Monday, October 27, 2014

We stand on guard for thee…..

Planning for Remembrance Day ceremonies is underway in many Alberta schools. In the late 1990’s and early 2000’s, the main concern in this planning process was in making the ceremony relevant. Unfortunately and sadly, in the past ten years, international and Canadian current events have reminded us once again of the need for, and the high cost of, maintaining peace abroad and at home.  The peace process, the history of our world wars and modern conflicts, as well as the changing nature of ‘war’ helps set the context for ‘remembering’.   

There are many resources that can help classroom teachers in preparing their students for Remembrance Day – and not just as a ceremony. Selecting these resources and planning for their best use in the classroom is made easier through the Remembers special edition page.

For example, Veterans Affairs Canada has excellent resources for educators, including downloadable videos, historical fact sheets, booklets and suggested activities for all grade levels -“provided to help ensure that the torch of Remembrance continues to burn brightly in the hearts of all Canadians.”  

The National Film Board provides Images of a Forgotten War - a rich and unique collection of more than 120 historical films, images and essays from WWI. 

Another resource, the Over the Top Interactive Game allows intermediate students to experience life in the trenches during the First World War. Part history and part adventure story, Over the Top allows players to determine the outcome of the story by making decisions at key moments.

Also for students is a CBC: A Wounded Soldier multimedia presentation - a series of photos of a Canadian soldier, Corporal Christopher Klodt and  audio clips of an interview completed after he was seriously injured in Afghanistan. It also includes comments from junior high students who had the opportunity to meet with Corporal Klodt.

Remembrance Day is an opportunity for teachers of young Canadians to connect to history with empathy and help students create an understanding of what it means to “keep our land glorious and free”.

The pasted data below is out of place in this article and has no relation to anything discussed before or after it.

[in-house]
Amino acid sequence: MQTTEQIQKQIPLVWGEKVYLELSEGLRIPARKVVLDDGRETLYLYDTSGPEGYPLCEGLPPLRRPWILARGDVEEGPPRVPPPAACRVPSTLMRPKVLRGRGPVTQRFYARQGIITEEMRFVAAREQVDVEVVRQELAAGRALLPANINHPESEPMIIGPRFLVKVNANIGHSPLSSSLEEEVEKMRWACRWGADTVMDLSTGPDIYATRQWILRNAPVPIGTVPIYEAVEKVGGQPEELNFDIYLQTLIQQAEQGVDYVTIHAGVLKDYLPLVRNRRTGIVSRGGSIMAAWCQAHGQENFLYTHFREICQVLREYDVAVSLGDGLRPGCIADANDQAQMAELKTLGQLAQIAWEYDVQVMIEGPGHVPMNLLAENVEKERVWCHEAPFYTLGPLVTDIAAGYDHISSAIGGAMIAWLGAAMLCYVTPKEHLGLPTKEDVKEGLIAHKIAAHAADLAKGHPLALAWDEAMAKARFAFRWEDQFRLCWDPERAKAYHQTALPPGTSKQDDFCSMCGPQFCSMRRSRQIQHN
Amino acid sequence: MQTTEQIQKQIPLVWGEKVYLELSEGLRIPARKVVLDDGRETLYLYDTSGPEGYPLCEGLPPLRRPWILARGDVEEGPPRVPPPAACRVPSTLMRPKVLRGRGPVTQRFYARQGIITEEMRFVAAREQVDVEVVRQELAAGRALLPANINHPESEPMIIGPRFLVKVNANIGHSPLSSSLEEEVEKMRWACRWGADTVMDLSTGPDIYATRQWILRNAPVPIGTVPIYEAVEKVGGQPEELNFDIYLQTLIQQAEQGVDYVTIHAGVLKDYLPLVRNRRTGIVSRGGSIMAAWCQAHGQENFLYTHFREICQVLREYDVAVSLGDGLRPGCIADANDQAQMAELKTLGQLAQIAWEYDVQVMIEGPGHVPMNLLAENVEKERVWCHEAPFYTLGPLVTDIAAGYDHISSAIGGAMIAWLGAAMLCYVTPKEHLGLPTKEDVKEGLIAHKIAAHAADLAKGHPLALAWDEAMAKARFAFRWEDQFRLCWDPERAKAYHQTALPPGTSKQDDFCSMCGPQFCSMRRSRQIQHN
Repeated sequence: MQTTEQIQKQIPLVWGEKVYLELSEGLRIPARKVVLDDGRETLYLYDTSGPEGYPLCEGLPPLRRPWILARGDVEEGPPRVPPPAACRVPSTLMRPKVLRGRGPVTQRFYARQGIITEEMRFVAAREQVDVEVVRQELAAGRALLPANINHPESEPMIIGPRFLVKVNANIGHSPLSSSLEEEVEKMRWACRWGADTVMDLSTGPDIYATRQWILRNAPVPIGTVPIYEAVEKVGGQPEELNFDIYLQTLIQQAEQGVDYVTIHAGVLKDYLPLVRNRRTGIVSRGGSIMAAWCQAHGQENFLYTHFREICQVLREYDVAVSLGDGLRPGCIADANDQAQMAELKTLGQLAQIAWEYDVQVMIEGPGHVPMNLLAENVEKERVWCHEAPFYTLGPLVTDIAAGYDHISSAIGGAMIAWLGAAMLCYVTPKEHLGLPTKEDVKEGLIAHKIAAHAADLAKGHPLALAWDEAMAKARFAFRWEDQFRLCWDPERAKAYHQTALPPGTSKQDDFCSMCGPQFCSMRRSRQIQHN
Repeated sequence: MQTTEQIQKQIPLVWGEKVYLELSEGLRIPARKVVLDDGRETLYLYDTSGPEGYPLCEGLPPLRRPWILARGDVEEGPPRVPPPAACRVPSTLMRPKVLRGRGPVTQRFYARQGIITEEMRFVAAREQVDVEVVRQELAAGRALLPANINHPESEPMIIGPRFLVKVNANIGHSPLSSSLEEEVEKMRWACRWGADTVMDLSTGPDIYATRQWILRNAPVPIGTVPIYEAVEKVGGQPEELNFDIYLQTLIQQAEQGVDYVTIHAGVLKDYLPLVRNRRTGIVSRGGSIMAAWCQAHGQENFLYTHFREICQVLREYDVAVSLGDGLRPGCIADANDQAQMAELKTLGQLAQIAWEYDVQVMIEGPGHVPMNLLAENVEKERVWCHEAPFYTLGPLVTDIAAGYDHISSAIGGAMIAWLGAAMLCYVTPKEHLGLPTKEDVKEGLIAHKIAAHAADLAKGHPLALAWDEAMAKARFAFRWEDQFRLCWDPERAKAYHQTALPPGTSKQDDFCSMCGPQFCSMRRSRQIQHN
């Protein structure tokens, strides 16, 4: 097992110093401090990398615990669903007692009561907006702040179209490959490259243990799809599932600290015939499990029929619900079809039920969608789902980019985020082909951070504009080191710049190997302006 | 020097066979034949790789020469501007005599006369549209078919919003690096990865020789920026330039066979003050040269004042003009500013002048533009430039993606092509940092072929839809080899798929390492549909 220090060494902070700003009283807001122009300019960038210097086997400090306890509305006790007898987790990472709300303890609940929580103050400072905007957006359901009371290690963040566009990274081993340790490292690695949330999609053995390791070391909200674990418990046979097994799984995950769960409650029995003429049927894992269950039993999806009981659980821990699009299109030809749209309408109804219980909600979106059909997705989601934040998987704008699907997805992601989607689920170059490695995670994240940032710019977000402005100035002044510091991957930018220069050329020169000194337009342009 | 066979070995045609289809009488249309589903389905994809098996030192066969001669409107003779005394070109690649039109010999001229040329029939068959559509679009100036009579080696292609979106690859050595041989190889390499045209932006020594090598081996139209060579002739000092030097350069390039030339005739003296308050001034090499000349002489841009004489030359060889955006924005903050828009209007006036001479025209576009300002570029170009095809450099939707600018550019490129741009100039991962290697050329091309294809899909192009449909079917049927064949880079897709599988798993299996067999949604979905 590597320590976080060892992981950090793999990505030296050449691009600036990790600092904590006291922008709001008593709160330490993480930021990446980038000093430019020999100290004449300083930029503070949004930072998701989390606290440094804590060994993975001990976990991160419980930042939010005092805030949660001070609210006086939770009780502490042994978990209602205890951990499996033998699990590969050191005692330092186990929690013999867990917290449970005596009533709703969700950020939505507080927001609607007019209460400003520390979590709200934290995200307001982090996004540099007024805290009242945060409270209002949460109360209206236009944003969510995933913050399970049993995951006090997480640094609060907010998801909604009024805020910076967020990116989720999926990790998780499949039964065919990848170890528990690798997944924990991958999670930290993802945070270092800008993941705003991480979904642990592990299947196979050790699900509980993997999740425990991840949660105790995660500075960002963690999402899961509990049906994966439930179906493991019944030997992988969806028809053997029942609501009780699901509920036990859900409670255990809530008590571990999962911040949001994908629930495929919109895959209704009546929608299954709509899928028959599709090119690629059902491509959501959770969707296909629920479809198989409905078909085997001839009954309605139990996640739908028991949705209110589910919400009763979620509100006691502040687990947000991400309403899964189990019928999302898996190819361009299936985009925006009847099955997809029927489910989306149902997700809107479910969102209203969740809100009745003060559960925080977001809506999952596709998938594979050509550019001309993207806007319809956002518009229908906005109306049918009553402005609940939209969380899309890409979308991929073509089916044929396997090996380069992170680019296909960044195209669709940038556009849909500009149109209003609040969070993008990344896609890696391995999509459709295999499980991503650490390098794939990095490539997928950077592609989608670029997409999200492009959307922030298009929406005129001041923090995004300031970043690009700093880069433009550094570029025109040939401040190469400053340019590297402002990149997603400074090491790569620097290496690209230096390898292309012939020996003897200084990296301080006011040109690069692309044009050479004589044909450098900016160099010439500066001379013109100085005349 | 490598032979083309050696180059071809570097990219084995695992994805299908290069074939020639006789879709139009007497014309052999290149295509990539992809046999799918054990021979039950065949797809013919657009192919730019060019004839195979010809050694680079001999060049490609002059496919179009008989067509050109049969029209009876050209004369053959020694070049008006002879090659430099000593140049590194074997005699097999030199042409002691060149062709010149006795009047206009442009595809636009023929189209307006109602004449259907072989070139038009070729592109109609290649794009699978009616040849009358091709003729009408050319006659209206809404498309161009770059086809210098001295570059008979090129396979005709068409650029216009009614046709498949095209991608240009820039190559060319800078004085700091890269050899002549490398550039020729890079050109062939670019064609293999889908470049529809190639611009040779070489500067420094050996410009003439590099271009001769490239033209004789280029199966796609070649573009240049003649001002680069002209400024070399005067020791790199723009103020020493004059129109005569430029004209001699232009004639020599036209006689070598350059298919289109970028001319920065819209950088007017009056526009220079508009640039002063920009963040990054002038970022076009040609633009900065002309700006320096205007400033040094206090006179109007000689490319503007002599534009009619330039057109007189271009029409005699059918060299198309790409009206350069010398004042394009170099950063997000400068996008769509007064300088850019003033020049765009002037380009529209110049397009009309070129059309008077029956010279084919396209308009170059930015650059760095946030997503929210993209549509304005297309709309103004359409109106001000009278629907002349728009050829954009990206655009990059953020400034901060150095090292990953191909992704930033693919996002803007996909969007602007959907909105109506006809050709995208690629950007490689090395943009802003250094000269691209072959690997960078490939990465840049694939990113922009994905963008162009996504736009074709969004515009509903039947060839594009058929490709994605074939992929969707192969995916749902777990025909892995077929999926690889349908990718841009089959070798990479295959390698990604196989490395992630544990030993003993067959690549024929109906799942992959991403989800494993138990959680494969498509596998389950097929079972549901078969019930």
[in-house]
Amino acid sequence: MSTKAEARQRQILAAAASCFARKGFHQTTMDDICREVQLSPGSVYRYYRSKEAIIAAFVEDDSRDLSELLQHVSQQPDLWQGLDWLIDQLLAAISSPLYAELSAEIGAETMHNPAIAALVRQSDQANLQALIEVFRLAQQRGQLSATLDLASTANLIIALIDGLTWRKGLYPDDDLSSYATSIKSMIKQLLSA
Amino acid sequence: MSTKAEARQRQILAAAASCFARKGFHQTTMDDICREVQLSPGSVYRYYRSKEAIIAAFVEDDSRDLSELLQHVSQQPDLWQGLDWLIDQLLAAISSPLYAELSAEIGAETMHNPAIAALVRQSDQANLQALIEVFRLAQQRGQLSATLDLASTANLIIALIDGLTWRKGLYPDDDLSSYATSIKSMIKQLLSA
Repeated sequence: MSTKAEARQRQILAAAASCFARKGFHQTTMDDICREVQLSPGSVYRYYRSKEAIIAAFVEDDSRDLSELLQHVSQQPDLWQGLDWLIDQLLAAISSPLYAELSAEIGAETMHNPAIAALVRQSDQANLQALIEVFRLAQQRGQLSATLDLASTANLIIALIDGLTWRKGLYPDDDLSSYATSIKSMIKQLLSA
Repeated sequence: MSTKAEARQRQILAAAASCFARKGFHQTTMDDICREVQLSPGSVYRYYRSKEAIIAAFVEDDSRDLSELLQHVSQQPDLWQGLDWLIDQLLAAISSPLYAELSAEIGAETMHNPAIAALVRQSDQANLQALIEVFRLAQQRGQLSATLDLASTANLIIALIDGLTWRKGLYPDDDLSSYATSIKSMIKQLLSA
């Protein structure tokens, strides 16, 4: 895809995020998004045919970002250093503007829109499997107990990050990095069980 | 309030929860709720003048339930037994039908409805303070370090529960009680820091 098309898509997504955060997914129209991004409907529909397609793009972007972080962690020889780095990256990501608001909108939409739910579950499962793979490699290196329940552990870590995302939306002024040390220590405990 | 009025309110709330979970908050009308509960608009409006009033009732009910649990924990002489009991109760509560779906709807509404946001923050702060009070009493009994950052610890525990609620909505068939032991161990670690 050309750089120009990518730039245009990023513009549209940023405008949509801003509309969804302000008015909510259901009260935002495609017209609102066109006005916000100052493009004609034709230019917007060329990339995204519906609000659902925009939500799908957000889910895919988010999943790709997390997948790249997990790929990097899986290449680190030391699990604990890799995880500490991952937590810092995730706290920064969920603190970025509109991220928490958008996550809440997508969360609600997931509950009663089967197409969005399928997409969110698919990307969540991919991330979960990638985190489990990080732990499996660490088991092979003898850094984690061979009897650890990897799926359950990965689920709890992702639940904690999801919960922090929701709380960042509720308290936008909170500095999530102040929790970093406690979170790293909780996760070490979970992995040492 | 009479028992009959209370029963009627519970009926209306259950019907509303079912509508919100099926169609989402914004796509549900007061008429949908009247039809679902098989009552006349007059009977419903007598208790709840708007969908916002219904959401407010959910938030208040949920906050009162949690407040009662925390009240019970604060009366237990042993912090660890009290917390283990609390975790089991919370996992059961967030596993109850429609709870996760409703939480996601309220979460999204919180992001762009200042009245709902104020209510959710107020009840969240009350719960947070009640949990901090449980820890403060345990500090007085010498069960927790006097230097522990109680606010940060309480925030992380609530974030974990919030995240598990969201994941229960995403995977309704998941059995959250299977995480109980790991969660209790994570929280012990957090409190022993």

Monday, October 20, 2014

Things that go bump in the night…

Halloween is finally just around the corner. We say finally because those big seasonal Halloween costume outlets appeared before this school year began!  It seems that Halloween is now one of the three biggest retail events of the year.  This infographic below confirms the kind of spending and other activities we Canadians engaged in for Halloween 2013. Imagine what those figures will be in 2014!

Before it became a big retail event, in its simpler form, the spirit of Halloween was about stories, crafts and homemade costumes - and a chance to become really scared - in a fun way!  
In schools we have a real opportunity to enjoy the Halloween spirit without it being a financial burden. Stories, poems, online interactives, Math and Science activities, Arts and Crafts and recipes for treats, like those found in our Happy Halloween enjoy page, are all ways that we can enjoy the season in a positive way.  

For students who are a little older, zombies are still trending as a topic of interest, given current TV programs and many popular movies.  Want to engage junior and senior high students in some zombie-related literature?  Try our Z is for Zombie enjoy page.